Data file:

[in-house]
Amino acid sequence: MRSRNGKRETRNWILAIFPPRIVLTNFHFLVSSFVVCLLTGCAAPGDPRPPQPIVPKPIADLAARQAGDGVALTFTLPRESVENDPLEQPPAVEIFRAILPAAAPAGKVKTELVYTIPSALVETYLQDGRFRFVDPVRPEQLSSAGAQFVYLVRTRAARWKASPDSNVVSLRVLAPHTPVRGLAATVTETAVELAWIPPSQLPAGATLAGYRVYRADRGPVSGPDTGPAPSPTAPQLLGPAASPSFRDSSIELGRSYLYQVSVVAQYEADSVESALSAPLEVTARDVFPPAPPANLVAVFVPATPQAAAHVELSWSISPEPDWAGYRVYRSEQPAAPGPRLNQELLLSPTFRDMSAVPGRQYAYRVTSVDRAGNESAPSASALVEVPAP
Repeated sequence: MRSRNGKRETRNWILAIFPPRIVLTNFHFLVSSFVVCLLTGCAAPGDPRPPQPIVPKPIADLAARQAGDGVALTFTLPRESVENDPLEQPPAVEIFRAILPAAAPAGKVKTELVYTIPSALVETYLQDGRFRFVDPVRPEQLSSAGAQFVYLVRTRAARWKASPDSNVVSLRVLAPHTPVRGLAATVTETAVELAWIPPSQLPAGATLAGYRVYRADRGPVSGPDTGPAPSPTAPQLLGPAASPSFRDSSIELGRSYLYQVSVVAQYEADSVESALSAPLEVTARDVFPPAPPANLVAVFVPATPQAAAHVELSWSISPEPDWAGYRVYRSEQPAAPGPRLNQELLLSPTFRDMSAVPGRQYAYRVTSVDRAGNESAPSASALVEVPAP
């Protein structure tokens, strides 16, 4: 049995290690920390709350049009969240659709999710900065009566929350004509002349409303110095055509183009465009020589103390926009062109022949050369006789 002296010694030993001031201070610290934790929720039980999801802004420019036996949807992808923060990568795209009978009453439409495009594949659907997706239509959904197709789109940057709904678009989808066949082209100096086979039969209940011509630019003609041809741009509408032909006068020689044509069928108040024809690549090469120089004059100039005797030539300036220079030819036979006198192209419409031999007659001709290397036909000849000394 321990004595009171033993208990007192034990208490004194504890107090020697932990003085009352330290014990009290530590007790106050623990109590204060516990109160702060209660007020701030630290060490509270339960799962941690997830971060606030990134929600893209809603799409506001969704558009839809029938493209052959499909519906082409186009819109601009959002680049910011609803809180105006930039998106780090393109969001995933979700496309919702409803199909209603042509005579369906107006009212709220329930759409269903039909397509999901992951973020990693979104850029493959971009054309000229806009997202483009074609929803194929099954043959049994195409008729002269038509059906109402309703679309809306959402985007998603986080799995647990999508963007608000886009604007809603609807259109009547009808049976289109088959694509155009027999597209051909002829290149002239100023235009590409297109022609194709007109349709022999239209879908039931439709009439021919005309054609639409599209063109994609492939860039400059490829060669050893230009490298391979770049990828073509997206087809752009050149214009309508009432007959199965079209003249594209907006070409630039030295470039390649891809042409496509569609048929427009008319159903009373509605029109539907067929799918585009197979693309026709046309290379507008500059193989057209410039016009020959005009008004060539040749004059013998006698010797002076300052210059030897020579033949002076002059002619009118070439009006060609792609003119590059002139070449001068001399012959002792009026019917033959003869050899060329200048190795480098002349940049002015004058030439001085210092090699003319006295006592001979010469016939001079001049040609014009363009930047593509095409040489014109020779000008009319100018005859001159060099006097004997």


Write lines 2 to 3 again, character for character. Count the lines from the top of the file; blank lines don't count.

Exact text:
Amino acid sequence: MRSRNGKRETRNWILAIFPPRIVLTNFHFLVSSFVVCLLTGCAAPGDPRPPQPIVPKPIADLAARQAGDGVALTFTLPRESVENDPLEQPPAVEIFRAILPAAAPAGKVKTELVYTIPSALVETYLQDGRFRFVDPVRPEQLSSAGAQFVYLVRTRAARWKASPDSNVVSLRVLAPHTPVRGLAATVTETAVELAWIPPSQLPAGATLAGYRVYRADRGPVSGPDTGPAPSPTAPQLLGPAASPSFRDSSIELGRSYLYQVSVVAQYEADSVESALSAPLEVTARDVFPPAPPANLVAVFVPATPQAAAHVELSWSISPEPDWAGYRVYRSEQPAAPGPRLNQELLLSPTFRDMSAVPGRQYAYRVTSVDRAGNESAPSASALVEVPAP
Repeated sequence: MRSRNGKRETRNWILAIFPPRIVLTNFHFLVSSFVVCLLTGCAAPGDPRPPQPIVPKPIADLAARQAGDGVALTFTLPRESVENDPLEQPPAVEIFRAILPAAAPAGKVKTELVYTIPSALVETYLQDGRFRFVDPVRPEQLSSAGAQFVYLVRTRAARWKASPDSNVVSLRVLAPHTPVRGLAATVTETAVELAWIPPSQLPAGATLAGYRVYRADRGPVSGPDTGPAPSPTAPQLLGPAASPSFRDSSIELGRSYLYQVSVVAQYEADSVESALSAPLEVTARDVFPPAPPANLVAVFVPATPQAAAHVELSWSISPEPDWAGYRVYRSEQPAAPGPRLNQELLLSPTFRDMSAVPGRQYAYRVTSVDRAGNESAPSASALVEVPAP